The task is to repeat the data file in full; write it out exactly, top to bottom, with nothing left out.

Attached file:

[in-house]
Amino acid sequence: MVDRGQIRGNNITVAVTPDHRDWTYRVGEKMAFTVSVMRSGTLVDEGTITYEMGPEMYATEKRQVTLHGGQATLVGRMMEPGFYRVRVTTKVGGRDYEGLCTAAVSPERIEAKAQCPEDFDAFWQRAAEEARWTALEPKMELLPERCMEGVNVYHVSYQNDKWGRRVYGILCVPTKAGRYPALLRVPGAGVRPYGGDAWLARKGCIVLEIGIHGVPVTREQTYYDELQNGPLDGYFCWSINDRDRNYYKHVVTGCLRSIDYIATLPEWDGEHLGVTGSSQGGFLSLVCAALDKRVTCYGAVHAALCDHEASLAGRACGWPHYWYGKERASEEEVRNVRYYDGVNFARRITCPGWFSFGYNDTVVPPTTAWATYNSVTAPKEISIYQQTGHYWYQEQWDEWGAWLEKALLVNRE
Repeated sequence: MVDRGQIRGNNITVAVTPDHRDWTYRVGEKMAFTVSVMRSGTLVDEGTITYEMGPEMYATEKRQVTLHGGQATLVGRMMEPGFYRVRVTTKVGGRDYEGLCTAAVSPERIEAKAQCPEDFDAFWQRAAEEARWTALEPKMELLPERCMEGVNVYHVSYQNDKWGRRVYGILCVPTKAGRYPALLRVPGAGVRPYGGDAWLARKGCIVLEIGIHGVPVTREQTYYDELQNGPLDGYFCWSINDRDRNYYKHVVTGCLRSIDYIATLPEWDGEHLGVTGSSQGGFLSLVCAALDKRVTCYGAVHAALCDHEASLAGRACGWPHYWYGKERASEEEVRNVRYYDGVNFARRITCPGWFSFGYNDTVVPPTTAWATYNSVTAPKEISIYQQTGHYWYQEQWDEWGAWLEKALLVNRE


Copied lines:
[in-house]
Amino acid sequence: MVDRGQIRGNNITVAVTPDHRDWTYRVGEKMAFTVSVMRSGTLVDEGTITYEMGPEMYATEKRQVTLHGGQATLVGRMMEPGFYRVRVTTKVGGRDYEGLCTAAVSPERIEAKAQCPEDFDAFWQRAAEEARWTALEPKMELLPERCMEGVNVYHVSYQNDKWGRRVYGILCVPTKAGRYPALLRVPGAGVRPYGGDAWLARKGCIVLEIGIHGVPVTREQTYYDELQNGPLDGYFCWSINDRDRNYYKHVVTGCLRSIDYIATLPEWDGEHLGVTGSSQGGFLSLVCAALDKRVTCYGAVHAALCDHEASLAGRACGWPHYWYGKERASEEEVRNVRYYDGVNFARRITCPGWFSFGYNDTVVPPTTAWATYNSVTAPKEISIYQQTGHYWYQEQWDEWGAWLEKALLVNRE
Repeated sequence: MVDRGQIRGNNITVAVTPDHRDWTYRVGEKMAFTVSVMRSGTLVDEGTITYEMGPEMYATEKRQVTLHGGQATLVGRMMEPGFYRVRVTTKVGGRDYEGLCTAAVSPERIEAKAQCPEDFDAFWQRAAEEARWTALEPKMELLPERCMEGVNVYHVSYQNDKWGRRVYGILCVPTKAGRYPALLRVPGAGVRPYGGDAWLARKGCIVLEIGIHGVPVTREQTYYDELQNGPLDGYFCWSINDRDRNYYKHVVTGCLRSIDYIATLPEWDGEHLGVTGSSQGGFLSLVCAALDKRVTCYGAVHAALCDHEASLAGRACGWPHYWYGKERASEEEVRNVRYYDGVNFARRITCPGWFSFGYNDTVVPPTTAWATYNSVTAPKEISIYQQTGHYWYQEQWDEWGAWLEKALLVNRE